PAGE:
Pick a Plot

Nov. 5th, 2008 06:46 pm
[identity profile] delphinapterus.livejournal.com posting in [community profile] housebigbangers
I'm hoping for some advice. I've started and discarded four plots now. It's getting downright silly. Last year I wrote most of the fic before deciding I hated it with a passion and scrapped it completely. I really don't want to do that again. This year I can't seem to pick one idea and stick with it. What's your advice for picking a plot and sticking to it?

Date: 2008-11-09 03:01 am (UTC)
From: [identity profile] magical24.livejournal.com
Why did you abort the story attempts? Did you get stuck at some point? Did you feel you had become overly ambitious with your ideas?

The best way I've found to pick a plot and stick with it is to write for myself. If I'm really taken with an idea and plot it well, chances are my readers will like it too.

My advice to you when plotting your fic is to give yourself a goal.

Before you even start, conjure up a midpoint and an end to your story. Let those be your guideposts. Having a clear picture of where you want your story to end up might keep your interest from flagging and help you want to finish what you start.

And don't forget to relax and enjoy the writing process. It's supposed to be fun.

Good luck!

Date: 2008-11-09 01:36 pm (UTC)
bell: rory gilmore running in the snow in a fancy dress (Default)
From: [personal profile] bell
I read this quote today, and maybe it'll help you?

"First you have to know and understand intellectually what you want to do-- then you have to sleep-walk a little to reach it. The real obstacle is oneself. I believe that artists are composed of vanity, indolence and self-regard. Work-blocks are caused by the swelling-up of the ego on one or all of these fronts. You get a bit scared about the imaginary importance of what you are doing! Mirror-worship. My solution would be to a slap a poultice on the inflamed parts-- tell your ego to go to hell and not make a misery of what should be esesntially joy, fun."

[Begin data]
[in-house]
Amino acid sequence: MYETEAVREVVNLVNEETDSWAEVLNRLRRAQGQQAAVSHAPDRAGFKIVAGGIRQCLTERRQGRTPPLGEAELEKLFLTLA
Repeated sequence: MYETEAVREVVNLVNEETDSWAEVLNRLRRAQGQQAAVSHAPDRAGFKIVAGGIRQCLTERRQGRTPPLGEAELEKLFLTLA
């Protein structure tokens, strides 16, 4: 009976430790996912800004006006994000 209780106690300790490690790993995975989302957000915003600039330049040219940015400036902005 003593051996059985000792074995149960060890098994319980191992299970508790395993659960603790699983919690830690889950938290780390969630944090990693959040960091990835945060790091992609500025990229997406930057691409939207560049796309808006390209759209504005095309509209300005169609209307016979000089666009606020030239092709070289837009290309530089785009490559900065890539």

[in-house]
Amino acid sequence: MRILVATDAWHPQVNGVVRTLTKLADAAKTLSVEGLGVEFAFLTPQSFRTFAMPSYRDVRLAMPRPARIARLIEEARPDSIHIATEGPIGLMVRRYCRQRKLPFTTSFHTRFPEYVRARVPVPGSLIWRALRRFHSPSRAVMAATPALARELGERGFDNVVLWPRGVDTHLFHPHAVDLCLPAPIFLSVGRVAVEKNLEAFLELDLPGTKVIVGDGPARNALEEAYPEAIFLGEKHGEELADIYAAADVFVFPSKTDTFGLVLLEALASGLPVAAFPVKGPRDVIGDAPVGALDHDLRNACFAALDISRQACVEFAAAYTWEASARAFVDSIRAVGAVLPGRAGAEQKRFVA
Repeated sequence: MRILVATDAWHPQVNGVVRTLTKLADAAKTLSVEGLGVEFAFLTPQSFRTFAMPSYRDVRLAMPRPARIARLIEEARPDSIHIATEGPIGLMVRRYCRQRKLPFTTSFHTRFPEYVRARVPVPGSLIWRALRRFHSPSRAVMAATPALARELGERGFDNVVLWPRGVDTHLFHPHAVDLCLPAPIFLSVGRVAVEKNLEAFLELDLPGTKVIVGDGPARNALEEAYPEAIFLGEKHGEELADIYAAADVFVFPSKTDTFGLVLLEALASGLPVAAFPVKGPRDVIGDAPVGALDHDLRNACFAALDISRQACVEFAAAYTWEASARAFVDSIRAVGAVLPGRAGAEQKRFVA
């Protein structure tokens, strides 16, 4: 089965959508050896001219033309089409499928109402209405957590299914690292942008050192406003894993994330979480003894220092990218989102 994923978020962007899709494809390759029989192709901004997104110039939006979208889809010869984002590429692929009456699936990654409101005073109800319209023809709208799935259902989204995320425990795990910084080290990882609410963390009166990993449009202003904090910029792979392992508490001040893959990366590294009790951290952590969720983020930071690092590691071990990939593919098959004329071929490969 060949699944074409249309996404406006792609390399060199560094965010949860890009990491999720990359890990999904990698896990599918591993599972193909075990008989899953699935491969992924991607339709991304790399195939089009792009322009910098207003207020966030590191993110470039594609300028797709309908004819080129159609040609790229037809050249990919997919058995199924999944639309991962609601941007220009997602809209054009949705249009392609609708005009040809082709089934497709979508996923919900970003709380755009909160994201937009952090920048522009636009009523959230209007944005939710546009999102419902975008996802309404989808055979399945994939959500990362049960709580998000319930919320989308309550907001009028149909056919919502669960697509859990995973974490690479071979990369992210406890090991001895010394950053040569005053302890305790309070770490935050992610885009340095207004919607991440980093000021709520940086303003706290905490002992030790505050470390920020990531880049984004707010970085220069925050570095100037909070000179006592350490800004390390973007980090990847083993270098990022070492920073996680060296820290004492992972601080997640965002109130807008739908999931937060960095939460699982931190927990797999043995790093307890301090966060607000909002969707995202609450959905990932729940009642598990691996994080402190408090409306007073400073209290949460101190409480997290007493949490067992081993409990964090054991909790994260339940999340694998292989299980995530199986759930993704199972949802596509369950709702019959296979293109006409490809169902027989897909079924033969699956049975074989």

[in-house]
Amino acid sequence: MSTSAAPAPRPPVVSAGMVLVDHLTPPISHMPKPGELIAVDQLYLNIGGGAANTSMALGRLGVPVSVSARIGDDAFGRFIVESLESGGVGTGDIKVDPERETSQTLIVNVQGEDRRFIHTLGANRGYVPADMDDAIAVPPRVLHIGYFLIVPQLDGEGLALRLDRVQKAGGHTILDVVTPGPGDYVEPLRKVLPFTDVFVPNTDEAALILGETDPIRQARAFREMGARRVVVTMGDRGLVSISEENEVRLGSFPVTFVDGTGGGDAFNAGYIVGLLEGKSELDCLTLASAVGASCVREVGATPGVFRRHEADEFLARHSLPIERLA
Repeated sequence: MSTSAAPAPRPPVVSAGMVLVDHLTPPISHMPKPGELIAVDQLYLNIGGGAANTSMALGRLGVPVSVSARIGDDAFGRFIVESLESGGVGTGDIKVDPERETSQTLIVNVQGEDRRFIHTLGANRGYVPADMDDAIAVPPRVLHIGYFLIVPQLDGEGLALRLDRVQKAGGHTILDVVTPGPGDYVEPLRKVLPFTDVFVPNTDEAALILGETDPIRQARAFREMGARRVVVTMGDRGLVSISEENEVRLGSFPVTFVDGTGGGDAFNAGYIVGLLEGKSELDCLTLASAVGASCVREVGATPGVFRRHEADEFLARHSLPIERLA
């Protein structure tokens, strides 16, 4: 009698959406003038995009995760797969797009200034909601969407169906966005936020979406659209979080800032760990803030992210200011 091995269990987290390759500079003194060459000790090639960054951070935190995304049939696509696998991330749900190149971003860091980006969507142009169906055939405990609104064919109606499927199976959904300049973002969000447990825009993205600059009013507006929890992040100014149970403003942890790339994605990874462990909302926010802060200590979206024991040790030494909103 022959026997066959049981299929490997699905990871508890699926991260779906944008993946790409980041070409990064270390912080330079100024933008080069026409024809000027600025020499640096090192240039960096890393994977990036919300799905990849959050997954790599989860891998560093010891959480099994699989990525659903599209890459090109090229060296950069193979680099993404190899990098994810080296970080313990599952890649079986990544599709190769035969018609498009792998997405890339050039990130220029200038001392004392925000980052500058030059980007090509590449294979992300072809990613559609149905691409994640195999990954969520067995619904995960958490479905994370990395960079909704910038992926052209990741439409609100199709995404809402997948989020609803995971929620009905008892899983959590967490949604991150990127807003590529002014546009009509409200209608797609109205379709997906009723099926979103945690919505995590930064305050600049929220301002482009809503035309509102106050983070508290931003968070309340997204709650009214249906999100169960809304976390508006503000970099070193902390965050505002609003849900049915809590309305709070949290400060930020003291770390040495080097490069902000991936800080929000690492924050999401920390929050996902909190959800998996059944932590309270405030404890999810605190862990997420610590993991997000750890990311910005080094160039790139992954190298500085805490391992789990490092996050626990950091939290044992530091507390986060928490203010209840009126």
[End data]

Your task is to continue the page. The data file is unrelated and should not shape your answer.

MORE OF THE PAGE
Along those lines, [livejournal.com profile] magical24 has good advice-- write for yourself. And the moment you start to think your story is stupid, just... ignore those thoughts and keep on writing. That's what I do. It's a matter of determination. And rereading your favorite passages, or imagining what scenes you're *really* looking forward to writing helps. :)

Date: 2009-10-16 12:24 pm (UTC)
From: [identity profile] kirili.livejournal.com
Ah that quote really helps, thank you.

Date: 2009-10-17 08:53 pm (UTC)
bell: (OTF)
From: [personal profile] bell
Hahah, funny that you commented on this, since I gave the same quote to another person starting H_BB. I know it's a bit repetitive, but it's one of the best quotes I've found on the same subject!

I was glad to see you signed up. Let's write some great stories, yeah? *rolls up sleeves*

Date: 2008-11-14 03:14 am (UTC)
From: [identity profile] rosenskimmer.livejournal.com
My personal choice is to never, ever scrap a first draft. No matter what. As an author, often I'm so close to the work that I have no idea what's good and what's shit. A first draft is the party draft...don't worry about what's good or bad, just get it out. There's always going to be ups and downs during writing, especially in a longer work.

Stick with it, even if you're not having fun. Make a wild plot change if you have to--during a first draft, you should tell the story you want. Get it out, then let it sit for a while. Do something else, if you can. Only then can you judge your work with an objective eye.

Did you completely delete your old story? How many words have you gotten out? If you're over ten thousand, I'd say see it through to the end. Then, only when you're ready, let someone whose judgment you trust read your work and find the holes for you.

Good luck! Don't give up. I'm certain you're being super hard on yourself--writers usually are.

March 2010


Style Credit

Expand Cut Tags

No cut tags
Page generated Sep. 19th, 2017 10:32 pm
Powered by Dreamwidth Studios